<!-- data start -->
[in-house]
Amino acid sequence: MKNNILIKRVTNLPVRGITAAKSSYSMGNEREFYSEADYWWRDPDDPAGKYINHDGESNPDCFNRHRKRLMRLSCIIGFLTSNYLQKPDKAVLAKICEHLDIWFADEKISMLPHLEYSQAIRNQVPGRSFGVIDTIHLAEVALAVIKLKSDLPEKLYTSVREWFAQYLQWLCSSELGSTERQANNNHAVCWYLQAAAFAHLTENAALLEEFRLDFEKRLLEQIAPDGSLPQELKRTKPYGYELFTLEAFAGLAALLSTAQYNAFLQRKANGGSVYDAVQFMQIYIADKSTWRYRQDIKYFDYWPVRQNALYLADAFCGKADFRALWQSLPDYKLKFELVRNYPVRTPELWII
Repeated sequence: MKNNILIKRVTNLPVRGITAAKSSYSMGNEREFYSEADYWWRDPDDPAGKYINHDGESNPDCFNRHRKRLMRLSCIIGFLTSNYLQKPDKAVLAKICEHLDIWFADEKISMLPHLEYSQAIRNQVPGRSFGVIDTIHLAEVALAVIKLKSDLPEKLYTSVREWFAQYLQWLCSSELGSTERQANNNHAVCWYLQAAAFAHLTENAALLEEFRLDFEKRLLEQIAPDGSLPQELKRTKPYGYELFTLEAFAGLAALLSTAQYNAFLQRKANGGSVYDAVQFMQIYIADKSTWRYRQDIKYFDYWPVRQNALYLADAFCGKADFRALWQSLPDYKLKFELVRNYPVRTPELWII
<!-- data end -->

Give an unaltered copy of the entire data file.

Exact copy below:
[in-house]
Amino acid sequence: MKNNILIKRVTNLPVRGITAAKSSYSMGNEREFYSEADYWWRDPDDPAGKYINHDGESNPDCFNRHRKRLMRLSCIIGFLTSNYLQKPDKAVLAKICEHLDIWFADEKISMLPHLEYSQAIRNQVPGRSFGVIDTIHLAEVALAVIKLKSDLPEKLYTSVREWFAQYLQWLCSSELGSTERQANNNHAVCWYLQAAAFAHLTENAALLEEFRLDFEKRLLEQIAPDGSLPQELKRTKPYGYELFTLEAFAGLAALLSTAQYNAFLQRKANGGSVYDAVQFMQIYIADKSTWRYRQDIKYFDYWPVRQNALYLADAFCGKADFRALWQSLPDYKLKFELVRNYPVRTPELWII
Repeated sequence: MKNNILIKRVTNLPVRGITAAKSSYSMGNEREFYSEADYWWRDPDDPAGKYINHDGESNPDCFNRHRKRLMRLSCIIGFLTSNYLQKPDKAVLAKICEHLDIWFADEKISMLPHLEYSQAIRNQVPGRSFGVIDTIHLAEVALAVIKLKSDLPEKLYTSVREWFAQYLQWLCSSELGSTERQANNNHAVCWYLQAAAFAHLTENAALLEEFRLDFEKRLLEQIAPDGSLPQELKRTKPYGYELFTLEAFAGLAALLSTAQYNAFLQRKANGGSVYDAVQFMQIYIADKSTWRYRQDIKYFDYWPVRQNALYLADAFCGKADFRALWQSLPDYKLKFELVRNYPVRTPELWII